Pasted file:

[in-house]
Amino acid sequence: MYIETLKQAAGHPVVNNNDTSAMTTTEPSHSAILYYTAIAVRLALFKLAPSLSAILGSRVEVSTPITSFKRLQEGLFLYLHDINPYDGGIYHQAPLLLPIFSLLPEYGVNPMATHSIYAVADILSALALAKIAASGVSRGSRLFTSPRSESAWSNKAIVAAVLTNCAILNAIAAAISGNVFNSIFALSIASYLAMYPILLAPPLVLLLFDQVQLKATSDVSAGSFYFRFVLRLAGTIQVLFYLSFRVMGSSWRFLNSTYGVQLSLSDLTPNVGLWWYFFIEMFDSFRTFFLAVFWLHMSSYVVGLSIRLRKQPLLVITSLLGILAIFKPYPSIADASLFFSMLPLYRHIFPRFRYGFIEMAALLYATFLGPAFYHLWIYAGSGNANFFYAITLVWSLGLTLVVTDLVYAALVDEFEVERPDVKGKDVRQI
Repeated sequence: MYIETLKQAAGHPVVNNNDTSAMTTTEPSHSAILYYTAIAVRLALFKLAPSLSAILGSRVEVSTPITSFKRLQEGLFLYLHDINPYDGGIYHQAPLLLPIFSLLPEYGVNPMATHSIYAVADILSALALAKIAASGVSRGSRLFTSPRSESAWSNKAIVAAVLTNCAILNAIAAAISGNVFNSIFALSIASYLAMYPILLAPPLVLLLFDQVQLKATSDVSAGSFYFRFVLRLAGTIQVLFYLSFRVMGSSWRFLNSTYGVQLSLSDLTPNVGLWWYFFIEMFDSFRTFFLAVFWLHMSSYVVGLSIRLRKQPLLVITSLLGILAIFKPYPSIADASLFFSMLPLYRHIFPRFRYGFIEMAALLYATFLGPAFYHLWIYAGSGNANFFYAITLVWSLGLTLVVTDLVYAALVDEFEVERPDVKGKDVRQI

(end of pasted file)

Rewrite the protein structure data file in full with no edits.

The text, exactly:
[in-house]
Amino acid sequence: MYIETLKQAAGHPVVNNNDTSAMTTTEPSHSAILYYTAIAVRLALFKLAPSLSAILGSRVEVSTPITSFKRLQEGLFLYLHDINPYDGGIYHQAPLLLPIFSLLPEYGVNPMATHSIYAVADILSALALAKIAASGVSRGSRLFTSPRSESAWSNKAIVAAVLTNCAILNAIAAAISGNVFNSIFALSIASYLAMYPILLAPPLVLLLFDQVQLKATSDVSAGSFYFRFVLRLAGTIQVLFYLSFRVMGSSWRFLNSTYGVQLSLSDLTPNVGLWWYFFIEMFDSFRTFFLAVFWLHMSSYVVGLSIRLRKQPLLVITSLLGILAIFKPYPSIADASLFFSMLPLYRHIFPRFRYGFIEMAALLYATFLGPAFYHLWIYAGSGNANFFYAITLVWSLGLTLVVTDLVYAALVDEFEVERPDVKGKDVRQI
Repeated sequence: MYIETLKQAAGHPVVNNNDTSAMTTTEPSHSAILYYTAIAVRLALFKLAPSLSAILGSRVEVSTPITSFKRLQEGLFLYLHDINPYDGGIYHQAPLLLPIFSLLPEYGVNPMATHSIYAVADILSALALAKIAASGVSRGSRLFTSPRSESAWSNKAIVAAVLTNCAILNAIAAAISGNVFNSIFALSIASYLAMYPILLAPPLVLLLFDQVQLKATSDVSAGSFYFRFVLRLAGTIQVLFYLSFRVMGSSWRFLNSTYGVQLSLSDLTPNVGLWWYFFIEMFDSFRTFFLAVFWLHMSSYVVGLSIRLRKQPLLVITSLLGILAIFKPYPSIADASLFFSMLPLYRHIFPRFRYGFIEMAALLYATFLGPAFYHLWIYAGSGNANFFYAITLVWSLGLTLVVTDLVYAALVDEFEVERPDVKGKDVRQI